Friend of a friend, it turns out, and though the threads between them are thin, he continues his genteelness, saying “Yes, she’s a cool lady,” about his ex.

For all of Portland’s explosive growth, I am regularly reminded that it is a small city. Burning a bridge you do not need to is unwise. It helps if you like the bridge, of course but even with that in mind, it’s good to be graceful in such situations.

This IPA is not quite awesome. There’s pineapple and grapefruit notes and there’s just enough body in the middle to keep the beer on track, but after it all ends there is a slightly off flavor. I’m not sure what it is but I don’t want another one.

In a way, this place reminds me of another bar which I also like and don’t get to enough: Angelo’s on Hawthorne. It’s better lit here but the low key vibe isn’t something you can fake. It’s projected by the environment and staff.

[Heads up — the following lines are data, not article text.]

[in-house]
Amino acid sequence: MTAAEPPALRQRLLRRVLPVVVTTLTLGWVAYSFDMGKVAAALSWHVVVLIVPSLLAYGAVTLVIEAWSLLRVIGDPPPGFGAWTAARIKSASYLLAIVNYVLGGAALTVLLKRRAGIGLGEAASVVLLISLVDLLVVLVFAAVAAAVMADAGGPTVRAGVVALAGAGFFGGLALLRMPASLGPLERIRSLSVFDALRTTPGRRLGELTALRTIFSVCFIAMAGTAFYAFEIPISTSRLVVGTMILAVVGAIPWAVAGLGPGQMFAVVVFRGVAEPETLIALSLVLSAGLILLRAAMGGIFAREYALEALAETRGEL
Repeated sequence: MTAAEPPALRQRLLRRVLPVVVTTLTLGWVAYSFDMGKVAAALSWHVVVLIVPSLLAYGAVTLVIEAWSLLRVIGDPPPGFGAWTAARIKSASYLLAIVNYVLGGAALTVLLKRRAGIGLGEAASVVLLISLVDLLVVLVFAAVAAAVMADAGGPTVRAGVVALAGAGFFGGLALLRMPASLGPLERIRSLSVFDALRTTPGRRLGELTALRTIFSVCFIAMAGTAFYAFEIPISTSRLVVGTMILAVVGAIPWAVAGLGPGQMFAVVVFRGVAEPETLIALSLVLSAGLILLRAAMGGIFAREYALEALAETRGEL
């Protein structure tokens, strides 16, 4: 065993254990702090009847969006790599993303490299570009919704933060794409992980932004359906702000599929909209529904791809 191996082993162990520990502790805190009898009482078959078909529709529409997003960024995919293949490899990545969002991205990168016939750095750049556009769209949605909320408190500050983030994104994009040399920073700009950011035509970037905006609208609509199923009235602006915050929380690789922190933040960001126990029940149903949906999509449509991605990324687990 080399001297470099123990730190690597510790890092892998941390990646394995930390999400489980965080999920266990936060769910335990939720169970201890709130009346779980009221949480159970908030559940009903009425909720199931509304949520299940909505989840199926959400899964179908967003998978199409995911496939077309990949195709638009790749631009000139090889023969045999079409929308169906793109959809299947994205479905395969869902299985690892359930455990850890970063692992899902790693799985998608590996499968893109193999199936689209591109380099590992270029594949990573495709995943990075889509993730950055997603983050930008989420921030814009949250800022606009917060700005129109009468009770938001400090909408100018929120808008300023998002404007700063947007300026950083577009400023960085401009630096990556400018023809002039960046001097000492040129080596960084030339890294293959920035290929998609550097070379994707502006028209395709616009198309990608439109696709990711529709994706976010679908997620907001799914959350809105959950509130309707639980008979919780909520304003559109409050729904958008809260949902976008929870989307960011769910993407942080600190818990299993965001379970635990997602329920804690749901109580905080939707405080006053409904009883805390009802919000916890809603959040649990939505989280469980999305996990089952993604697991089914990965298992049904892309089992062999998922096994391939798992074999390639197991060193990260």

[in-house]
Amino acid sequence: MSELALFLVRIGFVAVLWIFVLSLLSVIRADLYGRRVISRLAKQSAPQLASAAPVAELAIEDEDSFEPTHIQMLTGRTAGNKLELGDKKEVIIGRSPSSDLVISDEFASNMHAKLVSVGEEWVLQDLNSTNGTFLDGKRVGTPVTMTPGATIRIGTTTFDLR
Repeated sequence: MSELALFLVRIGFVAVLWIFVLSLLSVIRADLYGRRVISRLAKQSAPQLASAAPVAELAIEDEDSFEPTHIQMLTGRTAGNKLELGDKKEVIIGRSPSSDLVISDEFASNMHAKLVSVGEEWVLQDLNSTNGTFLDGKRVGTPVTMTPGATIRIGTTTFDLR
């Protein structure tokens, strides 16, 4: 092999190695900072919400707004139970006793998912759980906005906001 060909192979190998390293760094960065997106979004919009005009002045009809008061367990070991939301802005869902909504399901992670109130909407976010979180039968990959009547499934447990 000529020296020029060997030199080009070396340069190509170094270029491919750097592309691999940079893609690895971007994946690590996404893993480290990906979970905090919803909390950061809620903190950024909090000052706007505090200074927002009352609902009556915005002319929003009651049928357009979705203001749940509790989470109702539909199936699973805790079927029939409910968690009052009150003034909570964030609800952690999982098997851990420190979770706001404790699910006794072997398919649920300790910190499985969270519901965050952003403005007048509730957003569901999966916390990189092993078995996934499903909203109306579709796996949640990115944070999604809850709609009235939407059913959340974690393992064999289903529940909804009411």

Maybe that’s one of the other things that helps people live longer; that sense of calm in a public arena where every so often you can get away from even your most private stressors.

Last Round At 15th St

I’ve stopped by the Hop House on 15th to quietly have an ale on my way home. It’s surprisingly under attended. If I was at the location on Hawthorne, I’d be hip deep in people.

I get a Wild Ride Quencher session ale. There is no such style as “session”, it’s just low ABV, people. Quit hiding your styles behind such nonsense.

28122480052_cd199f7eab_kHowever despite the cloudy look, this is a decent enough beer with a little hint of lime on the finish. That’s…weird but it isn’t bad. The lime might make it a little too not-beery for some people but for a pint? I’m good with it.